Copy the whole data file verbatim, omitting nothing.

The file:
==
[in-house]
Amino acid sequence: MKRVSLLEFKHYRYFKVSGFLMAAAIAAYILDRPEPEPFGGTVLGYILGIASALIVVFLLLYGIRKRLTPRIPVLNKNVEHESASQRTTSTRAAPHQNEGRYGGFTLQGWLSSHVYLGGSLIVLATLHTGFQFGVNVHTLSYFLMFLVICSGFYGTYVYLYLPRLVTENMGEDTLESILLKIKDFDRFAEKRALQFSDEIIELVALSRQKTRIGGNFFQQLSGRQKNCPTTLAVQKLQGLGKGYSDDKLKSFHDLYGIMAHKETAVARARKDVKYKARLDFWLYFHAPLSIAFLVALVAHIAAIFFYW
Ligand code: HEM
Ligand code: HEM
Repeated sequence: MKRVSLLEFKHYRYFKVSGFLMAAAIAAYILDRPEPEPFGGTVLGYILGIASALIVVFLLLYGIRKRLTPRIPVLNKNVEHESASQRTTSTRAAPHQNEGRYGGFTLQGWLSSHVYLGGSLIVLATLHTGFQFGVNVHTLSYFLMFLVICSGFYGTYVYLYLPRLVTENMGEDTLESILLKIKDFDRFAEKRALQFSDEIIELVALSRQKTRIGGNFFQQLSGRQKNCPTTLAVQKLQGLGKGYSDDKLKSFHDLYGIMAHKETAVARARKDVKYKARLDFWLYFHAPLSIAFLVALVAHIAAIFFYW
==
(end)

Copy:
[in-house]
Amino acid sequence: MKRVSLLEFKHYRYFKVSGFLMAAAIAAYILDRPEPEPFGGTVLGYILGIASALIVVFLLLYGIRKRLTPRIPVLNKNVEHESASQRTTSTRAAPHQNEGRYGGFTLQGWLSSHVYLGGSLIVLATLHTGFQFGVNVHTLSYFLMFLVICSGFYGTYVYLYLPRLVTENMGEDTLESILLKIKDFDRFAEKRALQFSDEIIELVALSRQKTRIGGNFFQQLSGRQKNCPTTLAVQKLQGLGKGYSDDKLKSFHDLYGIMAHKETAVARARKDVKYKARLDFWLYFHAPLSIAFLVALVAHIAAIFFYW
Ligand code: HEM
Ligand code: HEM
Repeated sequence: MKRVSLLEFKHYRYFKVSGFLMAAAIAAYILDRPEPEPFGGTVLGYILGIASALIVVFLLLYGIRKRLTPRIPVLNKNVEHESASQRTTSTRAAPHQNEGRYGGFTLQGWLSSHVYLGGSLIVLATLHTGFQFGVNVHTLSYFLMFLVICSGFYGTYVYLYLPRLVTENMGEDTLESILLKIKDFDRFAEKRALQFSDEIIELVALSRQKTRIGGNFFQQLSGRQKNCPTTLAVQKLQGLGKGYSDDKLKSFHDLYGIMAHKETAVARARKDVKYKARLDFWLYFHAPLSIAFLVALVAHIAAIFFYW